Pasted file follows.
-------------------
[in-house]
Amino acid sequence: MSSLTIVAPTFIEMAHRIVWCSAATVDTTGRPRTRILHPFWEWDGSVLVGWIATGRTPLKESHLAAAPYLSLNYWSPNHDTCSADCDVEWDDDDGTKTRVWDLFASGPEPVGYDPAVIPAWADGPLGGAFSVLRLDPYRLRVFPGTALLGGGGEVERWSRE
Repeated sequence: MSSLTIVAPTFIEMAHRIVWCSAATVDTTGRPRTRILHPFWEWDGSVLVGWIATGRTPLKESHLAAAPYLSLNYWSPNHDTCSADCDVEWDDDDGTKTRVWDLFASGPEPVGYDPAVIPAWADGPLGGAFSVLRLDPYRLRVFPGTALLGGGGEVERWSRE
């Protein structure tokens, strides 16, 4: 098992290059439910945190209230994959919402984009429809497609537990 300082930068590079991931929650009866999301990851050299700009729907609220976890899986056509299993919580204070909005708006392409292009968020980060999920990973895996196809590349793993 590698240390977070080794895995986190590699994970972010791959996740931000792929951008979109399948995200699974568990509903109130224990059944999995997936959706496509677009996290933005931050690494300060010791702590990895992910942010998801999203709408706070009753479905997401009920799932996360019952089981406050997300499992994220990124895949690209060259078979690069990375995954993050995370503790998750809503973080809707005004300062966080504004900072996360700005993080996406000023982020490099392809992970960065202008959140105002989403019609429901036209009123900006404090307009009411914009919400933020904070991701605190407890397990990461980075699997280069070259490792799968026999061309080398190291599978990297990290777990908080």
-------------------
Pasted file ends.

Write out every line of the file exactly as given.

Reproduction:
[in-house]
Amino acid sequence: MSSLTIVAPTFIEMAHRIVWCSAATVDTTGRPRTRILHPFWEWDGSVLVGWIATGRTPLKESHLAAAPYLSLNYWSPNHDTCSADCDVEWDDDDGTKTRVWDLFASGPEPVGYDPAVIPAWADGPLGGAFSVLRLDPYRLRVFPGTALLGGGGEVERWSRE
Repeated sequence: MSSLTIVAPTFIEMAHRIVWCSAATVDTTGRPRTRILHPFWEWDGSVLVGWIATGRTPLKESHLAAAPYLSLNYWSPNHDTCSADCDVEWDDDDGTKTRVWDLFASGPEPVGYDPAVIPAWADGPLGGAFSVLRLDPYRLRVFPGTALLGGGGEVERWSRE
């Protein structure tokens, strides 16, 4: 098992290059439910945190209230994959919402984009429809497609537990 300082930068590079991931929650009866999301990851050299700009729907609220976890899986056509299993919580204070909005708006392409292009968020980060999920990973895996196809590349793993 590698240390977070080794895995986190590699994970972010791959996740931000792929951008979109399948995200699974568990509903109130224990059944999995997936959706496509677009996290933005931050690494300060010791702590990895992910942010998801999203709408706070009753479905997401009920799932996360019952089981406050997300499992994220990124895949690209060259078979690069990375995954993050995370503790998750809503973080809707005004300062966080504004900072996360700005993080996406000023982020490099392809992970960065202008959140105002989403019609429901036209009123900006404090307009009411914009919400933020904070991701605190407890397990990461980075699997280069070259490792799968026999061309080398190291599978990297990290777990908080």